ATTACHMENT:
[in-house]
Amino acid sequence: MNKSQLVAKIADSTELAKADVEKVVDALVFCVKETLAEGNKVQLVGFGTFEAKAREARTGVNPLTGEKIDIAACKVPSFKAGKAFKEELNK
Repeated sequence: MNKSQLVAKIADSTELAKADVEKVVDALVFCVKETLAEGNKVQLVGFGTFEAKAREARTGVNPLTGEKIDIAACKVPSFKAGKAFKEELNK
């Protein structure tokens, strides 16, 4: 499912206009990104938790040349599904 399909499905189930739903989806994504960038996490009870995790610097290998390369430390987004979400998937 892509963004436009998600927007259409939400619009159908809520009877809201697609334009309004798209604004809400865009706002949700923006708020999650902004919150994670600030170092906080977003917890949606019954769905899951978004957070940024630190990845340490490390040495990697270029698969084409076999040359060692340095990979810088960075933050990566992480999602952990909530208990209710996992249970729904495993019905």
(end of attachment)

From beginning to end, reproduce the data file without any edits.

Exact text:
[in-house]
Amino acid sequence: MNKSQLVAKIADSTELAKADVEKVVDALVFCVKETLAEGNKVQLVGFGTFEAKAREARTGVNPLTGEKIDIAACKVPSFKAGKAFKEELNK
Repeated sequence: MNKSQLVAKIADSTELAKADVEKVVDALVFCVKETLAEGNKVQLVGFGTFEAKAREARTGVNPLTGEKIDIAACKVPSFKAGKAFKEELNK
């Protein structure tokens, strides 16, 4: 499912206009990104938790040349599904 399909499905189930739903989806994504960038996490009870995790610097290998390369430390987004979400998937 892509963004436009998600927007259409939400619009159908809520009877809201697609334009309004798209604004809400865009706002949700923006708020999650902004919150994670600030170092906080977003917890949606019954769905899951978004957070940024630190990845340490490390040495990697270029698969084409076999040359060692340095990979810088960075933050990566992480999602952990909530208990209710996992249970729904495993019905």